New research has found that up to 64% of publisher book revenue is estimated to be at risk if the government changes the current copyright laws. The Intellectual Property Office is currently consulting on a change to the UK intellectual property framework in which one of the proposed outcomes – ‘international exhaustion’ – would spell disaster for the UK’s publishing industry.
This projected loss of up to £2.2 billion per year would have severe effects on the health of the publishing industry. Many small and medium sized businesses would be unlikely to survive, and widespread job losses would be inevitable.
Authors and illustrators would be hit hard with up to £506m per year of their incomes at risk. This would have a devastating impact on the vibrancy and diversity of the industry as writing would become an unattainable career for many talented people.
Currently the UK’s publishing industry is world-leading and exports more books than any other country. Books are also one of the single greatest sources of content for the UK’s other creative industries including TV and film. The IP publishers invest in has a direct knock-on effect to these industries.
A switch to international exhaustion could hugely benefit global retail platforms to the disadvantage of the UK high street.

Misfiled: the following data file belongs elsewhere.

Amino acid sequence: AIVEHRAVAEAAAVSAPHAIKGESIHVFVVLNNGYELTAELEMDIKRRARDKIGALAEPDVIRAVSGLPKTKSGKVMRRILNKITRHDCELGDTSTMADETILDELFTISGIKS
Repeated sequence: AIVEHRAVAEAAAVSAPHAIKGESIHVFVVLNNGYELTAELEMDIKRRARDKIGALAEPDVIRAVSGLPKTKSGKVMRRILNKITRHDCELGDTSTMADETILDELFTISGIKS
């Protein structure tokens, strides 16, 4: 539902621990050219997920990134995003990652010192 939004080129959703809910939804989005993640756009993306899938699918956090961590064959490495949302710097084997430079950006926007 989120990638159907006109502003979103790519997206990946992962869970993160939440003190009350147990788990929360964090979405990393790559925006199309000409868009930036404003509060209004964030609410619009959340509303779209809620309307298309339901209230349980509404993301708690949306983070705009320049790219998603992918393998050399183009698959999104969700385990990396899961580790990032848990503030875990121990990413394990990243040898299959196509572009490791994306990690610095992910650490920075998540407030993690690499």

Chief Executive of the Publishers Association, Stephen Lotinga, stated:
“These figures are deeply alarming. If the government decides to change our copyright laws, then it could be devastating for the UK’s book industry.
“This country is fortunate to have many of the world’s greatest literary talents producing books that entertain and inform readers across the globe. These measures would inevitably mean fewer books, produced by fewer authors, for fewer readers. We are urging the government to make the right choice and Save Our Books.”
Hilary Mantel, bestselling author of the Wolf Hall series, said:
“Along with my fellow authors, I am deeply concerned by the threat of a weakening of our present copyright and intellectual property regime. Most writers live and earn precariously, even with the protections now in place. During the last year or so, many have found themselves embattled, as pandemic restrictions have stripped away their ancillary sources of income. Their original creative work, however humbly rewarded, underlies a major industry and feeds our cultural life as a nation. This is not the time to strip away protection to their livelihood.
“Adoption of a regime of international exhaustion is likely to trigger a chain of unintended consequences. The loss of revenue will make publishers more risk-averse and close down access for new work. That will cramp the innovation that feeds our film and TV industries. It will hurt retailing and further concentrate profit for a few online players. The selling and making of books and the protection of the rights that underlie the trade is a delicate and complex business, but it is a very precious one, important for our standing as a nation.
“I would urge those involved in the consultation to move with great caution and listen to the advice of those who care not just about their own future but about the future of all our writers and readers.”